The Problem with Fluorescent Lighting

by John Drake

Fluorescent lighting may be the embodiment of all that is bad in modern life.
Unknowing, we wrap ourselves in the corrupting glow of fluorescents on a daily basis. In the supermarket, at the mall, in restaurants, and in the workplace. The great God Fluorescence has only two magical powers in his arsenal, but they are mighty indeed. They are spells to which you are subject, but they act without your knowledge, below the threshold of what you choose to perceive. They sicken and corrupt your life every moment that you are beneath them. Both spells can be easily detected, if you know what to look for, and not enough people do.
The first spell would have terrified ancient man; it would have rendered him speechless and trembling. Place him underneath the baleful fluorescent scourge and he will fall hysterical to his knees, wailing with the certain knowledge that his soul has been ripped from his body. Fluorescent lights - of the style found in most offices and public places - cast no shadow. No shadow at all.
From the first moment that man's consciousness poked its tender bud through the loam of prehistory, shadows have been the dominant mentor and companion to humanity. Employed by the sundial, shadows first created the concept of linear time from the vagary, indistinct realms of night and day. Shadows predate pictograms and hieroglyphics, perhaps even language itself, the first tool with which man created realities from his imagination, in the flickering form of finger play projected large and looming onto rough cave walls. And so, now, you spend most of your waking hours bereft of your one most true and faithful companion, your shadow. Black magic indeed, this art they call "diffused lighting." They have stolen your shadow. And, most likely, you never even noticed.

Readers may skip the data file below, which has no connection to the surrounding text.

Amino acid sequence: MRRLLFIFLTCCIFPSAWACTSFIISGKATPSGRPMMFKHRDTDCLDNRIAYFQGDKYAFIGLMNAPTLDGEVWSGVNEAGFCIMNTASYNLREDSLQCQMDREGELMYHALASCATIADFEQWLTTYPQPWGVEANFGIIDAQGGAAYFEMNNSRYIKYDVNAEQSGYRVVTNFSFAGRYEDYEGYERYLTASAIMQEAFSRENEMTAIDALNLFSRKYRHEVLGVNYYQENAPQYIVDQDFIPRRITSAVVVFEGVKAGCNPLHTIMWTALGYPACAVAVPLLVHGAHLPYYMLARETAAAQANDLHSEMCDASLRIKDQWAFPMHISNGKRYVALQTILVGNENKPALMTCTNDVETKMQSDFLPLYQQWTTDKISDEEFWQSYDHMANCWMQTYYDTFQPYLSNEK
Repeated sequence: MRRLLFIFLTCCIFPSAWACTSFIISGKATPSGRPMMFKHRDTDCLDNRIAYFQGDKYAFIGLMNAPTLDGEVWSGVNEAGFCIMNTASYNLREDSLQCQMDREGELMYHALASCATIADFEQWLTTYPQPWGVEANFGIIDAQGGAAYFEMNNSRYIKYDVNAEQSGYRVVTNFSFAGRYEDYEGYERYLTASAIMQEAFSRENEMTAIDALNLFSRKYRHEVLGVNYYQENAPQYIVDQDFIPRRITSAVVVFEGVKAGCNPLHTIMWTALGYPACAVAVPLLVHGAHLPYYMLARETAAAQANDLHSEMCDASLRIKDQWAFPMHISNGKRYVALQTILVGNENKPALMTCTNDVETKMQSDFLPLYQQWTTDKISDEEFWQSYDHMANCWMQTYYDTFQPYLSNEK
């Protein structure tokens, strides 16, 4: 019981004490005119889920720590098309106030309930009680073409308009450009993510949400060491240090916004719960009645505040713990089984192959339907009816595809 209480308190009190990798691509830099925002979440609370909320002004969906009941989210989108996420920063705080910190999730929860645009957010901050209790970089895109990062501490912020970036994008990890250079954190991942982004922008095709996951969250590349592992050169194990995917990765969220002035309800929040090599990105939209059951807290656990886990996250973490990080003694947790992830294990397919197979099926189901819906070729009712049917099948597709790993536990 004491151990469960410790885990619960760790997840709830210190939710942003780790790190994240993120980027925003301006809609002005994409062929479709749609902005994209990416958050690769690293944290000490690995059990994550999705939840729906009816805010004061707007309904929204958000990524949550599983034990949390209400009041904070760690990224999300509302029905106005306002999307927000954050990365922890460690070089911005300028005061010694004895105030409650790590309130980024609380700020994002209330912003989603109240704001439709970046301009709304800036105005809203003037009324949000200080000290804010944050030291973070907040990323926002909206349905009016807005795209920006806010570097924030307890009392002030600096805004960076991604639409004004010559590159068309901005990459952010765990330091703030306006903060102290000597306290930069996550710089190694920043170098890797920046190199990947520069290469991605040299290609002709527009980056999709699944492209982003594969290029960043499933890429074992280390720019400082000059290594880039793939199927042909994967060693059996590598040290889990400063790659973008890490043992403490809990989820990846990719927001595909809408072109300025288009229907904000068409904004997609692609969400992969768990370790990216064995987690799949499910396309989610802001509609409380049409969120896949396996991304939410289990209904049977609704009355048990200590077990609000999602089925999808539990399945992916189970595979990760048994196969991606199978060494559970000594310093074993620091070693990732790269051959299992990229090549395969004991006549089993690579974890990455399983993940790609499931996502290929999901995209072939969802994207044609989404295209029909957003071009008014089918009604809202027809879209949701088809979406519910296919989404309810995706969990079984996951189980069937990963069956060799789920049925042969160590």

The other spell that afflicts the masses, the other treachery that fluorescence has wrought upon the unknowing masses, is both simpler and more complex. Fluorescent lights are not white, no matter how the gleaming, smooth, cool, modern tubes that stand sentry above our heads might seem.
Rather, they cast a green glow, an unhealthy green glow of the sort you might expect to emanate from a chunk of kryptonite, the color of the halo you might expect to envelop an avatar of the mucous-plague god. It can't be seen; our brains edit it out. But the observant person walking in from the bright sunshine might notice it, for a moment or two. And the camera, sans flash, will detect it, every time.
All the livelong day it shines, green on our skin, green on the faces of the men and women who populate our worlds, making them into aliens, making them seem nauseous and ill.
Bad enough on the face of it, to be sure, but wait: it gets worse. The same people who brought you fluorescent lights, the same people who stick those deceptively alabaster spokes into the wheels of work-a-day luminescence, also bring you television. Television, the window through which the average American spends five plus hours per day gazing, a window which casts everything in a just below liminal tint of blue, the color of sunny skies and clear waters. Not only do we spend our days, our "real lives" such as they are, tainted by this ghoulish green-hued aura, not only are our friends and coworkers and acquaintances permanently tarred by the vermilion brush. Not only this tarring of the real, but an elevation, a beautification of the unreal.
Small wonder, then, that the girls are prettier on television, and the men manlier, the bosses kinder, and the lovable curmudgeons more lovably curmudgeonly. They're the color of friendliness, of picnic skies, of the sea and the clean lake. And all of the real people, well, they're an unhealthy shade of green, the murky pond, the vomit that comes unexpected in the night...
--John Drake
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